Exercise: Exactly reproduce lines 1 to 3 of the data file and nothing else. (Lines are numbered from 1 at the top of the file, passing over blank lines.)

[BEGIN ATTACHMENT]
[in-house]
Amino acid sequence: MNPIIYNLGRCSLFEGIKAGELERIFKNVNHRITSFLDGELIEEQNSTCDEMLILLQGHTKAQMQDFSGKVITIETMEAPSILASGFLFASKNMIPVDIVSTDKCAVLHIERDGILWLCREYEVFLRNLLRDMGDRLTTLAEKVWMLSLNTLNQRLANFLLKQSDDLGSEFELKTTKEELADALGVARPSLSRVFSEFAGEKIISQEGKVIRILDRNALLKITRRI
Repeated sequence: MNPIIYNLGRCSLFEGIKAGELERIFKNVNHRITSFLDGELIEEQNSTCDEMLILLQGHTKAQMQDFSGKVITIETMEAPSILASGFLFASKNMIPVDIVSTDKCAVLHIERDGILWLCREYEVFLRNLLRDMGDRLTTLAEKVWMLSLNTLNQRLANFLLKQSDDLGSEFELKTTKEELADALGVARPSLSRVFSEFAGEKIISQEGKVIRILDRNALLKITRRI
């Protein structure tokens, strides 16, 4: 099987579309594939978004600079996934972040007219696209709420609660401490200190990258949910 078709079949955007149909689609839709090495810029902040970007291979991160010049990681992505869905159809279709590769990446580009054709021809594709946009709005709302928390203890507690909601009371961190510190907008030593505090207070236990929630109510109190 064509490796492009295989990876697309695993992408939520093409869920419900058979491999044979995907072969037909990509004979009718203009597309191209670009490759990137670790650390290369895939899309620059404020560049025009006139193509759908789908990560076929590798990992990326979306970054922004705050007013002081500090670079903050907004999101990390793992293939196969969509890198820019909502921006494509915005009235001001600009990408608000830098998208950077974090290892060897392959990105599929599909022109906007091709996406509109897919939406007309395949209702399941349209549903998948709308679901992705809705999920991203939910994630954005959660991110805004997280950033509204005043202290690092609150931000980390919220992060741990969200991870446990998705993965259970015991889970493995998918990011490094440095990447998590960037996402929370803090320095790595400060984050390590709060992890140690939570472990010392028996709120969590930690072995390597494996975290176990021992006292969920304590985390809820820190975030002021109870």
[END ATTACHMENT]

[in-house]
Amino acid sequence: MNPIIYNLGRCSLFEGIKAGELERIFKNVNHRITSFLDGELIEEQNSTCDEMLILLQGHTKAQMQDFSGKVITIETMEAPSILASGFLFASKNMIPVDIVSTDKCAVLHIERDGILWLCREYEVFLRNLLRDMGDRLTTLAEKVWMLSLNTLNQRLANFLLKQSDDLGSEFELKTTKEELADALGVARPSLSRVFSEFAGEKIISQEGKVIRILDRNALLKITRRI
Repeated sequence: MNPIIYNLGRCSLFEGIKAGELERIFKNVNHRITSFLDGELIEEQNSTCDEMLILLQGHTKAQMQDFSGKVITIETMEAPSILASGFLFASKNMIPVDIVSTDKCAVLHIERDGILWLCREYEVFLRNLLRDMGDRLTTLAEKVWMLSLNTLNQRLANFLLKQSDDLGSEFELKTTKEELADALGVARPSLSRVFSEFAGEKIISQEGKVIRILDRNALLKITRRI